What They Are – What They Need – What Hurts Them
Getting to know your breasts is an important part of a balanced health routine. Giving your breasts the proper care they deserve is not only important for today, it becomes increasingly more important throughout the entire aging process. Breasts change many times and in many ways over a woman’s lifetime – in fact, they change monthly.
Men’s breasts matter as well and while boys and girls share the same type of breast tissues, over time, men do not have the same complex breast growth and development as women. Their high levels of testosterone and low levels of estrogen stops breast development. Some milk ducts do exist in a male, but they remain undeveloped. Breast problems, including breast cancer, rarely occur in men.
What Breasts Are & Do
Breasts, like women’s bodies, come in all shapes and sizes, but all are made up of fat and breast tissue, along with nerves, veins, arteries and connective tissue that helps hold everything in place. The breast tissue varies, they change with age, and the left one usually doesn’t look the same as the right. Though the breast is mature after puberty, the breast tissue remains inactive until pregnancy. During pregnancy, the lobules grow and begin to produce milk which is then released into the ducts so a mother can breastfeed her baby.
How breasts feel and look are always affected by menstrual cycles, pregnancy, breastfeeding, menopause, nutrition, exercise, weight, and the aging process. Breasts tend to sag with age, hormone changes, breastfeeding and menopause.
In today’s world, it is becoming increasingly more difficult for women to determine what “normal” breasts are with the strong social pressures favoring some types of breasts over others. Perceptions are influenced by how breasts are portrayed not only in advertising and promotional sales revolving around bra sales, but in the innumerable social media platforms and venues as well.
What Breasts Need
~ A Well-Balanced Diet
- Daily consumption of dark green, orange and red vegetables and fruits
- High quality meats and proteins, healthy fats, and nutrient-dense foods
- Plenty of essential fatty acids and anti-oxidant rich foods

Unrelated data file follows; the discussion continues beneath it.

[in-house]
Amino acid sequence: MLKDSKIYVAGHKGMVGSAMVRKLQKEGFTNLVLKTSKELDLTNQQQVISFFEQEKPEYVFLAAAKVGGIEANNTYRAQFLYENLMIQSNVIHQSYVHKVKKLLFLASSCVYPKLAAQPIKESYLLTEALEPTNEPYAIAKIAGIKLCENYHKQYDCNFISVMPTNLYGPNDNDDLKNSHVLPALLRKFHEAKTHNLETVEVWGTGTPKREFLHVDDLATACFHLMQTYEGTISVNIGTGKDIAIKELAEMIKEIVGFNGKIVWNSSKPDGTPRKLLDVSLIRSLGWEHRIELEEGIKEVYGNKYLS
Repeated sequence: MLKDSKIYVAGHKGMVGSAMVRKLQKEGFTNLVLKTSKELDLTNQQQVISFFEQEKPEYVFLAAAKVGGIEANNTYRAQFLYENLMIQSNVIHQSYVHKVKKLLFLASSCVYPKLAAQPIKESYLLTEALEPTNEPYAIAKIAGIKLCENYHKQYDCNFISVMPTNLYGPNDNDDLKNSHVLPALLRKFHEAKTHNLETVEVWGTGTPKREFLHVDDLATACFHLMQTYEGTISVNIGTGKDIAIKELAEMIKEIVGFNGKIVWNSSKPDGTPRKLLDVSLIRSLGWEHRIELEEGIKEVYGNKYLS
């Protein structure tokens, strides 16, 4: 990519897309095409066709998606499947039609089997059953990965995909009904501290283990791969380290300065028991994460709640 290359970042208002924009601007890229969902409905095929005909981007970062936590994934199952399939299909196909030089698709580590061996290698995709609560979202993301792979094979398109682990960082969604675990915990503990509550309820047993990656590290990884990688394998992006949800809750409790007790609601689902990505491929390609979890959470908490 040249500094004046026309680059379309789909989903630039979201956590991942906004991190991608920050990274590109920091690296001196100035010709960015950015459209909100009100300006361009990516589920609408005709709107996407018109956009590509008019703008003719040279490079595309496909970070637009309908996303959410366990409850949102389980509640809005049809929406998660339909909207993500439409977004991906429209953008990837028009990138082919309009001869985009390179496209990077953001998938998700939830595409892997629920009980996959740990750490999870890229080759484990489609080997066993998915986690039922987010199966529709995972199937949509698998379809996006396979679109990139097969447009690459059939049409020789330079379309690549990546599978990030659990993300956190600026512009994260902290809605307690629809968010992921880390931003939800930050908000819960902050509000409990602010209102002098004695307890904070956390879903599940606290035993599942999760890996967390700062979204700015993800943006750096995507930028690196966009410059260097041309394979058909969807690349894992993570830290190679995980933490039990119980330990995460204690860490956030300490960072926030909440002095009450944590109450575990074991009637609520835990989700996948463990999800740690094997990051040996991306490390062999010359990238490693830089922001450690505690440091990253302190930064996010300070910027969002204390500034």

- Organic, non-GMO foods and products
- Lower levels of processed sugars and simple carbohydrates (lowers inflammation and acidity)
- Phytoestrogens (plant estrogens) in the form of soy, lentils, and grains.
All are excellent sources of cancer preventing “protectoin.”
**Avoid if you have or develop estrogen based breast cancer and are using an estrogen blocking medication.
~ The Before and After of a Healthy Weight
This may surprise you! Women who are overweight or obese before menopause have a 20 to 40 percent lower risk of breast cancer than those who are lean. This benefit is not well understood and may be limited to estrogen receptor-positive breast cancers.
Although being overweight or obese may lower breast cancer risk before menopause, weight gain should be avoided. Most breast cancers occur after menopause. Women who are overweight or obese after menopause have a 30 to 60 percent higher breast cancer risk than those who are lean.
For more information on why weight affects breast cancer, please visit: Weight Gain & Breast Cancer Risk
What Harms Breasts
Both are strongly connected to breast cancer in women. Why? Alcohol changes the way the body metabolizes estrogen causing the levels to rise. The Center for Disease Control recommends only 1 alcoholic drink per day (this can still cause a 7% increase in risk level. Two or three drinks increase the risk to 20%).
~ Hormone replacement therapy
Evidence shows its use may significantly increase the risk of breast cancer. Estrogen-only HRT increases the risk of breast and ovarian cancer, but only when used for more than 10 years. The higher breast cancer risk from using HRT is the same for so-called “bio-identical” and “natural” hormones as it is for synthetic hormones.
Coffee, tea, chocolate. It isn’t necessary to never touch it – simply practice self-control in the amount consumed. Caffeine increases fibrocystic breast tissues and reduce fertility levels.
~ Harmful Chemicals
There can be toxic substances in beauty products that increase the risk of breast cancers. Parabens can be found in deodorants, shampoos, and body lotions. If you can’t eat it, maybe you shouldn’t put it on your body. In 2014, there were 102 chemicals linked to breast cancer. For more information, please visit: Chemicals Linked To Breast Cancer
~ Bras: Wrong Size & Worn Too Long
The Daily Mail.com reported just today that surveys show those who had breast cancer were also the ones who reported wearing bras a bit too snug and for more than 12 hours a day. The study concluded that the constricting effect of bras suppress the lymphatic system below the armpits, blocking the very important internal network of vessels that flush toxic wastes from the body. Over time, these toxins accumulate in the breast tissues and create an environment in which cells can turn cancerous.
Ladies, you now have permission to “let them be free”.
Ahead in Part
Coming January 22, 2016
“Ways to Nurture Breasts – Naturally”